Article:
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Single-Sign-On and API

By KajMagnus @KajMagnus2018-08-19 13:58:55.825Z2018-08-20 04:17:00.939Z

Here is how Talkyard's API and Single-Sign-On via API can look and work. Would you like to post feedback?

Endpoints and Single-Sign-On

Call the API like so, from your backend application servers:

POST /-/v0/login-or-signup  + json payload, see below
POST /-/v0/create-topic     + json payload
GET  /-/v0/list-topics?categoryId=123

v0 is the API version (version zero, that's Talkyard's current major version: 0.x.y).

/-/v0/login-or-signup returns json that includes the user's ID in Talkyard, and a works-just-once link that you can redirect a user's browser to, to make the browser "become" that user (that is, the browser gets a session cookie, for that user).

SSO can work like so: 1) Talkyard's login and signup buttons redirect to a custom URL at your server, like /login?returnToUrl=${currentTalkyardUrlPathAndQuery}. Then 2) user then logs in at your server (if not already logged in). Thereafter 3) your server calls /-/v0/login-or-signup on the Talkyard server, gets the one-time link to the Talkyard forum, and 4) redirects the user's browser to that one-time-link, and the user in that way gets logged in at Talkyard.

To /-/v0/login-or-signup, you'd post this json:

{
  externalSsoId: '123abc',       // required. E.g. the primary key column in your users database table
  primaryEmailAddress: 'the-user@x.co', // required. The user's email, at your site
  isEmailAddressVerified: true,  // required. You must have verified the user's address, must be true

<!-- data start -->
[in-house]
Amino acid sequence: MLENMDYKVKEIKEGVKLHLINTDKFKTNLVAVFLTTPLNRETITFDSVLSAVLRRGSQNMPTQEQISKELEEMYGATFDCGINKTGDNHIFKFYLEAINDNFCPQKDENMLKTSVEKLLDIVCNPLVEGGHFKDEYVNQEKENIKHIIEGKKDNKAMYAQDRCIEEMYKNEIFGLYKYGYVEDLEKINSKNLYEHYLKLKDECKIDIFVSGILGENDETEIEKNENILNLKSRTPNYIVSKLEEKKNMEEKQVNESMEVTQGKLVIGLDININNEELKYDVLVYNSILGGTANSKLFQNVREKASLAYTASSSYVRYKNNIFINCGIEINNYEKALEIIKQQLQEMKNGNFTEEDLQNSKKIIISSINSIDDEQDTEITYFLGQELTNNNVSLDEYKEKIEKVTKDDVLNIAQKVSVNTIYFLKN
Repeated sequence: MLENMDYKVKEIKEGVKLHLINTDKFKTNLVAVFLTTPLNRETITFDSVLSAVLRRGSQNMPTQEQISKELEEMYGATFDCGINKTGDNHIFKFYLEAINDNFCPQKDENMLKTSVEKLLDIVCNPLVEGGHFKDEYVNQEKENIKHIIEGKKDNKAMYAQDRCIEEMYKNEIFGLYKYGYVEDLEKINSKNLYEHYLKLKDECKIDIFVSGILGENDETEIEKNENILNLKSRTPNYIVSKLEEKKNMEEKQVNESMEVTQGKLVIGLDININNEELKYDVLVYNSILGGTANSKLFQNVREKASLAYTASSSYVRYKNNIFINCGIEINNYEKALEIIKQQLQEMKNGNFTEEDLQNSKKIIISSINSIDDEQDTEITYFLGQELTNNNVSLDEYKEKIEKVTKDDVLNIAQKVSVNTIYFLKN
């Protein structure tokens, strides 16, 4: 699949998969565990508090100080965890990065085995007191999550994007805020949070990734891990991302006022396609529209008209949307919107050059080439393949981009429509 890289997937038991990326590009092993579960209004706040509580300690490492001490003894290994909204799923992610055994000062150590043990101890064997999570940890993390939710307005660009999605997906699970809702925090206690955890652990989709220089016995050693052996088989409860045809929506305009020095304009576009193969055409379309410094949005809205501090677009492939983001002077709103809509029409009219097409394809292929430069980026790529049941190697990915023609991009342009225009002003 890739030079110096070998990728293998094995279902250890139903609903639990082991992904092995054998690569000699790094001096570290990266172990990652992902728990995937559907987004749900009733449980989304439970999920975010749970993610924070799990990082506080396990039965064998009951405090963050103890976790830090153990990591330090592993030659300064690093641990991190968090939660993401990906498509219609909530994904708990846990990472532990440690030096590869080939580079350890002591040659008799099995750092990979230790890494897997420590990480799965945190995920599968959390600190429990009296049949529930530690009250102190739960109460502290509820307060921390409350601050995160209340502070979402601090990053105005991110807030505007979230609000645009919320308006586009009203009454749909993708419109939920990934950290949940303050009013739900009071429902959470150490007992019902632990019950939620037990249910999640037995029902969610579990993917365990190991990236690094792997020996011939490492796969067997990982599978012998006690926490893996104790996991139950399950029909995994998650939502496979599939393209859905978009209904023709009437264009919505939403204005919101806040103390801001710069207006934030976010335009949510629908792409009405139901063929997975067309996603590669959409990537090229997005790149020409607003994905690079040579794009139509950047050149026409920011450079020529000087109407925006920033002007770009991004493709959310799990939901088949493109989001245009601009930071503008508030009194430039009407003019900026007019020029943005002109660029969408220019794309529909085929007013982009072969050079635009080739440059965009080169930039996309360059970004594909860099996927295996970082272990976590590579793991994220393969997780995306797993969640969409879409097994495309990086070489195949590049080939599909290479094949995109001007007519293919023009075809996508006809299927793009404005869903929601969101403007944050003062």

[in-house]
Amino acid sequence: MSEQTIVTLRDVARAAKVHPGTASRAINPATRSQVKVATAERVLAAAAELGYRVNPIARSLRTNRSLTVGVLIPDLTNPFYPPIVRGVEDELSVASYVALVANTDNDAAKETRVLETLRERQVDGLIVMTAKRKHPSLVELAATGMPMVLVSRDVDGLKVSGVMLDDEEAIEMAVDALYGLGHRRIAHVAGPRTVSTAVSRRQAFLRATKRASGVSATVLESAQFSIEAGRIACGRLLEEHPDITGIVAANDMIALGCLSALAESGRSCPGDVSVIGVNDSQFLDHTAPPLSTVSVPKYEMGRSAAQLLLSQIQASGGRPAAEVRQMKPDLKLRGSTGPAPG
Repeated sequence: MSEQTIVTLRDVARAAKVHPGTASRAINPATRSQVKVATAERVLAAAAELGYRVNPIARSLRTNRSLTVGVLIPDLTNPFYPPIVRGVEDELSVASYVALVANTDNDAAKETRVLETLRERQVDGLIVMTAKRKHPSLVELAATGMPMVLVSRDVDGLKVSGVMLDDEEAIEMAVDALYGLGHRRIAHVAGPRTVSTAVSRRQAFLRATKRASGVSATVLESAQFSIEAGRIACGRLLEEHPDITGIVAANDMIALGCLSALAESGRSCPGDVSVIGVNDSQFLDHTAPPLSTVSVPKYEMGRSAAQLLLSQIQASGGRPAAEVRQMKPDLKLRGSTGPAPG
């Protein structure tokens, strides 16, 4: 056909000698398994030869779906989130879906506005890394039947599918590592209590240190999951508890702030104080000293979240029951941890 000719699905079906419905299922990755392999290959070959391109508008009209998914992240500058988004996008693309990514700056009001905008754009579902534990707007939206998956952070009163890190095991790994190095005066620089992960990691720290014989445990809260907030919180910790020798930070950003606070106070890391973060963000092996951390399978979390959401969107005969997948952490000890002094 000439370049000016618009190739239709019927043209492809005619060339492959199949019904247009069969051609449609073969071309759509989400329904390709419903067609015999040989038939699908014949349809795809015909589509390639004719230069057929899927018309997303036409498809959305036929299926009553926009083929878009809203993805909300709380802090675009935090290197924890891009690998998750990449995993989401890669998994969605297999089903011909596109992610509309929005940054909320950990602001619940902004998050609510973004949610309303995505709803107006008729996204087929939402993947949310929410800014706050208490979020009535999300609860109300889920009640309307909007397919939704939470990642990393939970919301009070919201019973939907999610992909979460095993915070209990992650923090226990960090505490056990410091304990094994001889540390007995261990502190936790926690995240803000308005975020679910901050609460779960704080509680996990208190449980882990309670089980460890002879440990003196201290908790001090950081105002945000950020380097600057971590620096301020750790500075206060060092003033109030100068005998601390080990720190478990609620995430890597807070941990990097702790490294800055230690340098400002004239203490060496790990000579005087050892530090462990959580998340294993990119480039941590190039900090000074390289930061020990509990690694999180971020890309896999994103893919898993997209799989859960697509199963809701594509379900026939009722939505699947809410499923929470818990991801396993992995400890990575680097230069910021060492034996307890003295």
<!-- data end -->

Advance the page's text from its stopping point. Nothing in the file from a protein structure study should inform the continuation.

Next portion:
username: 'the_username',      // required. The user's username, at your site
  fullName: 'Opt Full Name',     // optional
  avatarUrl: 'https://...,       // optional
  aboutUser: 'I work with ...' , // optional
  isAdmin: false,                // optional. If true, the user will become admin.
  isModerator: false             // optional
};

and then Talkyard checks if there's a user already with the specified external ID, in Talkyard's database. If so, that user gets updated to match the data in the request. If there is none, a new user gets created, that is, a signup happens. In any case, Talkyard responds with json that includes 1) the above-mentioned one-time create-session-cookie link that you then redirect the user's browser to, and 2) the user's ID in Talkyard, if instead you want to do requests on behalf of that user, directly from your backend servers.

Authentication, Authorization and API keys

  • Basic auth, i.e. HTTP headers.